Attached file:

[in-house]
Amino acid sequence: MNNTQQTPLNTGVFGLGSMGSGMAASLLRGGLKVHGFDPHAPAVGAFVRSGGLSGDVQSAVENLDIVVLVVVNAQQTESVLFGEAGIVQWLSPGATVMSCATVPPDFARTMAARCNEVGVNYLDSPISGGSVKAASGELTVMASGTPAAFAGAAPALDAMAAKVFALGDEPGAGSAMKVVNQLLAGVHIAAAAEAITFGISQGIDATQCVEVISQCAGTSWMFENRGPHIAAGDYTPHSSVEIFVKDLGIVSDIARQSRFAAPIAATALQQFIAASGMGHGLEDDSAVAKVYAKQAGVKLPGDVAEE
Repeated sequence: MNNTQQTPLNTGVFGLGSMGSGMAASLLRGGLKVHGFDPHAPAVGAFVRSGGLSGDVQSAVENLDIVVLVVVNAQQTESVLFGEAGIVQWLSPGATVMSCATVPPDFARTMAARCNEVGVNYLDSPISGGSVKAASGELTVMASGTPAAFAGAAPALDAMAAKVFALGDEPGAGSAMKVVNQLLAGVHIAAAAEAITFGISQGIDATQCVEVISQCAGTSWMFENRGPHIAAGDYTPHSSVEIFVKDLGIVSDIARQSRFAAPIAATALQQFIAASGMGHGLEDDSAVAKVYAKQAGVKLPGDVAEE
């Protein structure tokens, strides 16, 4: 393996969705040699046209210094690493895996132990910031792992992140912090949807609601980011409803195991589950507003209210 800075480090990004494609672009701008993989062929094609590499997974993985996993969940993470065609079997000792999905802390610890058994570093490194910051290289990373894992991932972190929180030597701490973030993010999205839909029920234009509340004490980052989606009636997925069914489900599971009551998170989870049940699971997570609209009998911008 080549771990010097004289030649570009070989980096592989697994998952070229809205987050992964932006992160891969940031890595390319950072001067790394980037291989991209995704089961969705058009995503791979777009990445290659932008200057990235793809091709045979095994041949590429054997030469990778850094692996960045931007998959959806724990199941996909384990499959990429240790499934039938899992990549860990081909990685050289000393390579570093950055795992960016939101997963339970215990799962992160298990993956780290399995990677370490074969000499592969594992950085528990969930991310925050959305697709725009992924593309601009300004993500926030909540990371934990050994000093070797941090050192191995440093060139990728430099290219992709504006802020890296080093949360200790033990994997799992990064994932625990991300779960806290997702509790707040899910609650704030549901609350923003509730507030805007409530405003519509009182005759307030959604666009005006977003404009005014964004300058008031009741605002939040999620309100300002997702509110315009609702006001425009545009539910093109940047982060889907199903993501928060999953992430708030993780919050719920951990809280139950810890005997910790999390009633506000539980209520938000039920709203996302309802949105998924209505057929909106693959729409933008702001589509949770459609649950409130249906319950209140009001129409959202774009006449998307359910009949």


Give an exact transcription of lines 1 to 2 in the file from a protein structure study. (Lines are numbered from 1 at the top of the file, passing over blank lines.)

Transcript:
[in-house]
Amino acid sequence: MNNTQQTPLNTGVFGLGSMGSGMAASLLRGGLKVHGFDPHAPAVGAFVRSGGLSGDVQSAVENLDIVVLVVVNAQQTESVLFGEAGIVQWLSPGATVMSCATVPPDFARTMAARCNEVGVNYLDSPISGGSVKAASGELTVMASGTPAAFAGAAPALDAMAAKVFALGDEPGAGSAMKVVNQLLAGVHIAAAAEAITFGISQGIDATQCVEVISQCAGTSWMFENRGPHIAAGDYTPHSSVEIFVKDLGIVSDIARQSRFAAPIAATALQQFIAASGMGHGLEDDSAVAKVYAKQAGVKLPGDVAEE